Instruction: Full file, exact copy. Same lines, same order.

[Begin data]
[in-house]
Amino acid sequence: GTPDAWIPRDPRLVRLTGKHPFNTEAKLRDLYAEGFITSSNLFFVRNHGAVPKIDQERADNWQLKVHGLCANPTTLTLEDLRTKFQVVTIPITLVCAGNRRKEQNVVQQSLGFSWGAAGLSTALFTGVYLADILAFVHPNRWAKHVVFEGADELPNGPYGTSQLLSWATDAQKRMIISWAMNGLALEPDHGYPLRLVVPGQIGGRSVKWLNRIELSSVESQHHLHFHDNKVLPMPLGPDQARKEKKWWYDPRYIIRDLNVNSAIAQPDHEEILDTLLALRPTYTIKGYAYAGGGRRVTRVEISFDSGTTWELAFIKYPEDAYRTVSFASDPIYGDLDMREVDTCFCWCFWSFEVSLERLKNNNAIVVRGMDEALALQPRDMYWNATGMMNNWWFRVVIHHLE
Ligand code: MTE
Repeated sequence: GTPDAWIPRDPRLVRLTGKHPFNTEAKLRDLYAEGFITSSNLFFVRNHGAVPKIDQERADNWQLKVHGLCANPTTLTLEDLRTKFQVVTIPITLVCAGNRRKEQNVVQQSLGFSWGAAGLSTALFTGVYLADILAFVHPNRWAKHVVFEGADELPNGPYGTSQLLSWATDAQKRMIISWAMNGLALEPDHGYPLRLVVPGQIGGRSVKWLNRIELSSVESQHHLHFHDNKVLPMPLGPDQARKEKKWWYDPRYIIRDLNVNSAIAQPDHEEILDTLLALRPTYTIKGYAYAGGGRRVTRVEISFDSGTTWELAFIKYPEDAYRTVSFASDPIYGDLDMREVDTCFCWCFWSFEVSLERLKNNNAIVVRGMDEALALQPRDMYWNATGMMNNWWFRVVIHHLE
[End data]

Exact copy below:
[in-house]
Amino acid sequence: GTPDAWIPRDPRLVRLTGKHPFNTEAKLRDLYAEGFITSSNLFFVRNHGAVPKIDQERADNWQLKVHGLCANPTTLTLEDLRTKFQVVTIPITLVCAGNRRKEQNVVQQSLGFSWGAAGLSTALFTGVYLADILAFVHPNRWAKHVVFEGADELPNGPYGTSQLLSWATDAQKRMIISWAMNGLALEPDHGYPLRLVVPGQIGGRSVKWLNRIELSSVESQHHLHFHDNKVLPMPLGPDQARKEKKWWYDPRYIIRDLNVNSAIAQPDHEEILDTLLALRPTYTIKGYAYAGGGRRVTRVEISFDSGTTWELAFIKYPEDAYRTVSFASDPIYGDLDMREVDTCFCWCFWSFEVSLERLKNNNAIVVRGMDEALALQPRDMYWNATGMMNNWWFRVVIHHLE
Ligand code: MTE
Repeated sequence: GTPDAWIPRDPRLVRLTGKHPFNTEAKLRDLYAEGFITSSNLFFVRNHGAVPKIDQERADNWQLKVHGLCANPTTLTLEDLRTKFQVVTIPITLVCAGNRRKEQNVVQQSLGFSWGAAGLSTALFTGVYLADILAFVHPNRWAKHVVFEGADELPNGPYGTSQLLSWATDAQKRMIISWAMNGLALEPDHGYPLRLVVPGQIGGRSVKWLNRIELSSVESQHHLHFHDNKVLPMPLGPDQARKEKKWWYDPRYIIRDLNVNSAIAQPDHEEILDTLLALRPTYTIKGYAYAGGGRRVTRVEISFDSGTTWELAFIKYPEDAYRTVSFASDPIYGDLDMREVDTCFCWCFWSFEVSLERLKNNNAIVVRGMDEALALQPRDMYWNATGMMNNWWFRVVIHHLE